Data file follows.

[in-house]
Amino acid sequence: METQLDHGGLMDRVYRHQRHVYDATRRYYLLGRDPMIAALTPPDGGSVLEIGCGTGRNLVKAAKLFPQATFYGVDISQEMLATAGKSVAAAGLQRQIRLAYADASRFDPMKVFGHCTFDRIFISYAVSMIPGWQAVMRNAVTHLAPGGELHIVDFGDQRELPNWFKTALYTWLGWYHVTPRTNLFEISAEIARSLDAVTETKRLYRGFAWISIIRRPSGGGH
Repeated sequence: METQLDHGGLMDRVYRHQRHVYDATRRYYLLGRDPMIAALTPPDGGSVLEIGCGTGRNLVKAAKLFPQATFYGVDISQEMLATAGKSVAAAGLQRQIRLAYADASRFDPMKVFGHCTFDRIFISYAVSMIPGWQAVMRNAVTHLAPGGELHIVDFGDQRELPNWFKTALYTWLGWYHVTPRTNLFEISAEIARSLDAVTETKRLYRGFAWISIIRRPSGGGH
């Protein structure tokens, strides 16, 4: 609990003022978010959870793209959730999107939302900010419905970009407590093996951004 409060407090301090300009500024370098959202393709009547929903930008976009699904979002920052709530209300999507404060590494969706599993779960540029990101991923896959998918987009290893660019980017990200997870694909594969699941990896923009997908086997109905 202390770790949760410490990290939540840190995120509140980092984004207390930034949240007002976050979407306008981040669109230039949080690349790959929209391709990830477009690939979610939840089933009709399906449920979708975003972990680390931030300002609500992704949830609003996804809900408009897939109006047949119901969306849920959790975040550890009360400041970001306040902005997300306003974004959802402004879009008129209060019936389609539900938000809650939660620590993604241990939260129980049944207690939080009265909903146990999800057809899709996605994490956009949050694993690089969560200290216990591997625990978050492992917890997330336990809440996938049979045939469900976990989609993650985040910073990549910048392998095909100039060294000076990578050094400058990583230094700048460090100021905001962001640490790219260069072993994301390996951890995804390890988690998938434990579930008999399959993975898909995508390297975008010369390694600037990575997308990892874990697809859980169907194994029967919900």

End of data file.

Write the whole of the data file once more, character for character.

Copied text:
[in-house]
Amino acid sequence: METQLDHGGLMDRVYRHQRHVYDATRRYYLLGRDPMIAALTPPDGGSVLEIGCGTGRNLVKAAKLFPQATFYGVDISQEMLATAGKSVAAAGLQRQIRLAYADASRFDPMKVFGHCTFDRIFISYAVSMIPGWQAVMRNAVTHLAPGGELHIVDFGDQRELPNWFKTALYTWLGWYHVTPRTNLFEISAEIARSLDAVTETKRLYRGFAWISIIRRPSGGGH
Repeated sequence: METQLDHGGLMDRVYRHQRHVYDATRRYYLLGRDPMIAALTPPDGGSVLEIGCGTGRNLVKAAKLFPQATFYGVDISQEMLATAGKSVAAAGLQRQIRLAYADASRFDPMKVFGHCTFDRIFISYAVSMIPGWQAVMRNAVTHLAPGGELHIVDFGDQRELPNWFKTALYTWLGWYHVTPRTNLFEISAEIARSLDAVTETKRLYRGFAWISIIRRPSGGGH
């Protein structure tokens, strides 16, 4: 609990003022978010959870793209959730999107939302900010419905970009407590093996951004 409060407090301090300009500024370098959202393709009547929903930008976009699904979002920052709530209300999507404060590494969706599993779960540029990101991923896959998918987009290893660019980017990200997870694909594969699941990896923009997908086997109905 202390770790949760410490990290939540840190995120509140980092984004207390930034949240007002976050979407306008981040669109230039949080690349790959929209391709990830477009690939979610939840089933009709399906449920979708975003972990680390931030300002609500992704949830609003996804809900408009897939109006047949119901969306849920959790975040550890009360400041970001306040902005997300306003974004959802402004879009008129209060019936389609539900938000809650939660620590993604241990939260129980049944207690939080009265909903146990999800057809899709996605994490956009949050694993690089969560200290216990591997625990978050492992917890997330336990809440996938049979045939469900976990989609993650985040910073990549910048392998095909100039060294000076990578050094400058990583230094700048460090100021905001962001640490790219260069072993994301390996951890995804390890988690998938434990579930008999399959993975898909995508390297975008010369390694600037990575997308990892874990697809859980169907194994029967919900």